Pelvic congestion syndrome is a condition marked by chronic pelvic pain that persists for six months or longer. Your doctor may reach this diagnosis after ruling out other possible causes for the pain, including infection, cancer, cysts, fibroids, endometriosis, or other problems with the uterus, ovaries, urinary system, or bowels. Pelvic congestion syndrome may be underdiagnosed because many women are not aware of this condition.
At Dignity Health, our experienced team provides excellent, personalized care for anyone with chronic pelvic pain or other symptoms of pelvic congestion syndrome. Find a Doctor today and book an appointment.
You may experience pain, heaviness, or discomfort in your lower abdominal or pelvic region. This generalized chronic pelvic pain is often accompanied by other symptoms, including:
- Pelvic pain that worsens as the day goes on, particularly if much time is spent standing
- Pelvic pain that worsens during menstruation, after sex, or after certain physical activities
- Swollen vulva
- Varicose veins in the genital region or legs
- Low back pain
- Vaginal discharge
- Abnormal vaginal bleeding
Signs and symptoms vary from woman to woman. Because these symptoms are also associated with other medical conditions, it may take some time to arrive at a correct diagnosis.
The exact cause of pelvic congestion syndrome is unclear, but experts believe that problems with the ovarian vein may cause it. This may include varicose veins on the ovaries and along the female reproductive tract.
Varicose veins are veins in which the valves that control the flow of blood do not work correctly, causing blood to pool in the vein and the vein to become enlarged. Many women have varicose veins in their reproductive tract. Some of these women have pain and pelvic congestion syndrome, while others do not.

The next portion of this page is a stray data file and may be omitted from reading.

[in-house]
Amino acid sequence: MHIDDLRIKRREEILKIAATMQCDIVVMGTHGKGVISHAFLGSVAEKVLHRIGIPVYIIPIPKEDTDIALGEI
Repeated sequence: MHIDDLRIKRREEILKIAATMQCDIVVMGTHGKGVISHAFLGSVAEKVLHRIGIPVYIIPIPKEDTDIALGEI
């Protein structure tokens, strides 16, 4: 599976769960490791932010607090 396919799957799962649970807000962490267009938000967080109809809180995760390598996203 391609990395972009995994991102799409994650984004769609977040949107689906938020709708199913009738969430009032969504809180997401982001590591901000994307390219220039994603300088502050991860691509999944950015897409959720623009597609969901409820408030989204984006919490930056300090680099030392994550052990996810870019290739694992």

There are a few risk factors that can make pelvic congestion syndrome more likely. The most significant of these is past pregnancies, particularly if you have had more than one child.
Pregnancy can alter the structure of the pelvis, which can affect the blood vessels. In addition, during pregnancy, the volume of blood in a woman’s body increases, putting more pressure on them at the same time that increased estrogen might weaken the walls of the blood vessels.
Additional risk factors include:
- Family history of the disorder
- Age (women in their childbearing years are at higher risk)
- A retroverted or tipped uterus
- Hormonal dysfunction
- Polycystic ovaries
Short of choosing not to have children, there isn’t much you can do to prevent pelvic congestion syndrome. Even then, women who have not had children can develop the condition. The best things you can do to help prevent it or minimize the symptoms include:
- Eating a healthy diet rich in fresh, whole foods and minimally processed and refined foods
- Getting plenty of exercise
- Avoiding or quitting smoking
The information contained in this article is meant for educational purposes only and should not replace advice from your healthcare provider.